Across too many years of my life I automatically assumed that I knew why “he” did or said things. Everyone lives out this unspoken sense, as well. Almost never, even professionally, did I hear others questioning themselves. My professors and supervisors close to constantly confirmed our tendency to keep our eyes off of self. Their never voicing a wanting to review their own views deepened my unconscious lockstep with humanity.

While my years of practice were intentionally meant to help people see their problems, I still wonder whether I ever, adequately demonstrated the full circle? After all, a goodly part of what those discussions behind closed doors repeatedly focused on how little was known about family and friends. Feelings of dismay gurgled deep within me as I caught sight of that unspoken prejudice. Allowing myself to see my client’s complaints as confirmation of commonality was at odds with what is normal.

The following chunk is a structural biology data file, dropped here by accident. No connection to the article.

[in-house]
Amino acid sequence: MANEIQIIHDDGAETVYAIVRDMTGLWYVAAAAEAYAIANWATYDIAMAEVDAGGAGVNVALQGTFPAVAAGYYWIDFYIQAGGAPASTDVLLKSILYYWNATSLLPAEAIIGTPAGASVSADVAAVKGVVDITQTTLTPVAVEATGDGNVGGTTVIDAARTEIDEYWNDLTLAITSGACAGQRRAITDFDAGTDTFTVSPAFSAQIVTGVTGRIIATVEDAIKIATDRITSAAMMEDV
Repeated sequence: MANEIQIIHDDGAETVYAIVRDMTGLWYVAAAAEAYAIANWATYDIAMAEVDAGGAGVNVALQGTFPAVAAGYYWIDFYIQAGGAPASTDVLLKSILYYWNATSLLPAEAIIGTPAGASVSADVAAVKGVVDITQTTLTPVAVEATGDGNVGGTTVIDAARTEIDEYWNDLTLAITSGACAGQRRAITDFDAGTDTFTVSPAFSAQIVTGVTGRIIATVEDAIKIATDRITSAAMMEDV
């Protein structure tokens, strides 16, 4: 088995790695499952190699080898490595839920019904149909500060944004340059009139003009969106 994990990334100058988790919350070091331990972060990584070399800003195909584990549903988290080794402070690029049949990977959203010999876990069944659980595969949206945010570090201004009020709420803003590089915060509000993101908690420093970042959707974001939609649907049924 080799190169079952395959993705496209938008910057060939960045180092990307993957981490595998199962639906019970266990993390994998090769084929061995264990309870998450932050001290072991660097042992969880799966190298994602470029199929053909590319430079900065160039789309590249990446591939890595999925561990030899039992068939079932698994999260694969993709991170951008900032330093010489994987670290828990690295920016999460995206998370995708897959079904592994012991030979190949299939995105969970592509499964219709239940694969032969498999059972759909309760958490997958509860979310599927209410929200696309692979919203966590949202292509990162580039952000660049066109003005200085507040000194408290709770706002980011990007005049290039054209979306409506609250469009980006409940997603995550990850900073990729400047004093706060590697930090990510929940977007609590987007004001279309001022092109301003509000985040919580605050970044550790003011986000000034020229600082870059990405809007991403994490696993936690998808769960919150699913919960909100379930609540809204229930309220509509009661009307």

Now and again, catching sight of my being that “other” person could have dramatically improved my ability to help others see their own part in the problem. Yet, like everyone else, I wielded family, friends, peers and yes clients to distract myself from me. A few of my older peers warned me about this mistake. I wish that I had listened, well.

Uncomfortably, I finally caught sight of my shared snag while conducting domestic violence groups. Unpleasant arguments among both men and women in the D.V. groups forced me to see my prejudices. Watching both sexes make disturbingly similar accusations against their partners set off resounding personal awareness that I, along with everyone else, was using the partner as a distraction from self.

Through that discovery a refashioning of repentance has begun to take shape. My  learned acceptance that there is no outside to the box was being disrupted. True repentance, a letting go of that learned denial of self, is a painful thing to live out in one’s prayer life. Out of this, though, grew a new perspective of the works of Teresa of Avila and Saint Silouan the Athonite.


About the post

Mysticism, Prayer, psychology, psychotherapy


Add yours →

  1. It’s “over there”. It’s “them”. It’s “him”.

    Never, it’s me.

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